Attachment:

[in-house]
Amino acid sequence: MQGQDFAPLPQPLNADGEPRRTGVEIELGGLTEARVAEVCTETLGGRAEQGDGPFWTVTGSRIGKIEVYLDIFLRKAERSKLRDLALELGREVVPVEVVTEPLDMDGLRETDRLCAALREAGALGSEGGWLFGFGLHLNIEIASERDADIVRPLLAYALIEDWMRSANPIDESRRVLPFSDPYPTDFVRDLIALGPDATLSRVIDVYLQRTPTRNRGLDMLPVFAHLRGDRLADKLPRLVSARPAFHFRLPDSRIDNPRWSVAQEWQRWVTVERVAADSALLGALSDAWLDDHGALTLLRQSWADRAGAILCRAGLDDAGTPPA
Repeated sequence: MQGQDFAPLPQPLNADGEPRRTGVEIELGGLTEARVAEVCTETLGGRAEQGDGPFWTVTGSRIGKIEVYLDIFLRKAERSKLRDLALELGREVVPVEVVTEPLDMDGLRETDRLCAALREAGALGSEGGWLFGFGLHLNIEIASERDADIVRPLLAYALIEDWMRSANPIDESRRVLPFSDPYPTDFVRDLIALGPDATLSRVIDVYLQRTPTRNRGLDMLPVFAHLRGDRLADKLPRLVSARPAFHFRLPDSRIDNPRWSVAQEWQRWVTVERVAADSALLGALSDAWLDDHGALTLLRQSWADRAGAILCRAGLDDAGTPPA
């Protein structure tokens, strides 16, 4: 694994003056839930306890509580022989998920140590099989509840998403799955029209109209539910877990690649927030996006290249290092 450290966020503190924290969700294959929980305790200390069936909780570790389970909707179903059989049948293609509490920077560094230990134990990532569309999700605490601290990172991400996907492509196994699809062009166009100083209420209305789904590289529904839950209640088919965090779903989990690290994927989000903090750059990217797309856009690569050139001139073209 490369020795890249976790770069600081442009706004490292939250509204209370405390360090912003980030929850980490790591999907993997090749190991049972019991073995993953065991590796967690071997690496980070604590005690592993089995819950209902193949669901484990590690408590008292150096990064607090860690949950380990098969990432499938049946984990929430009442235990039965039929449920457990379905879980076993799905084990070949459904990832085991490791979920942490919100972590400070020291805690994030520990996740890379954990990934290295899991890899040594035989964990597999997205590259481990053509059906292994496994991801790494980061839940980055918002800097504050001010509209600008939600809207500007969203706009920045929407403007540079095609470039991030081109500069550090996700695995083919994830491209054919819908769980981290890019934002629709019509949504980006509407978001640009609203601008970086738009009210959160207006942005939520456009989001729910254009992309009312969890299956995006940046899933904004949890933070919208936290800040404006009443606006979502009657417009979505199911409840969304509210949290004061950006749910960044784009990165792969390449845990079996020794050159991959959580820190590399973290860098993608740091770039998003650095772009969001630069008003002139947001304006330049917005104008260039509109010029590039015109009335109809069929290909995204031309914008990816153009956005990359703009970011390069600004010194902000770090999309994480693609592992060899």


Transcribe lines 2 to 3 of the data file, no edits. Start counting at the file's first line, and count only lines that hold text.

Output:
Amino acid sequence: MQGQDFAPLPQPLNADGEPRRTGVEIELGGLTEARVAEVCTETLGGRAEQGDGPFWTVTGSRIGKIEVYLDIFLRKAERSKLRDLALELGREVVPVEVVTEPLDMDGLRETDRLCAALREAGALGSEGGWLFGFGLHLNIEIASERDADIVRPLLAYALIEDWMRSANPIDESRRVLPFSDPYPTDFVRDLIALGPDATLSRVIDVYLQRTPTRNRGLDMLPVFAHLRGDRLADKLPRLVSARPAFHFRLPDSRIDNPRWSVAQEWQRWVTVERVAADSALLGALSDAWLDDHGALTLLRQSWADRAGAILCRAGLDDAGTPPA
Repeated sequence: MQGQDFAPLPQPLNADGEPRRTGVEIELGGLTEARVAEVCTETLGGRAEQGDGPFWTVTGSRIGKIEVYLDIFLRKAERSKLRDLALELGREVVPVEVVTEPLDMDGLRETDRLCAALREAGALGSEGGWLFGFGLHLNIEIASERDADIVRPLLAYALIEDWMRSANPIDESRRVLPFSDPYPTDFVRDLIALGPDATLSRVIDVYLQRTPTRNRGLDMLPVFAHLRGDRLADKLPRLVSARPAFHFRLPDSRIDNPRWSVAQEWQRWVTVERVAADSALLGALSDAWLDDHGALTLLRQSWADRAGAILCRAGLDDAGTPPA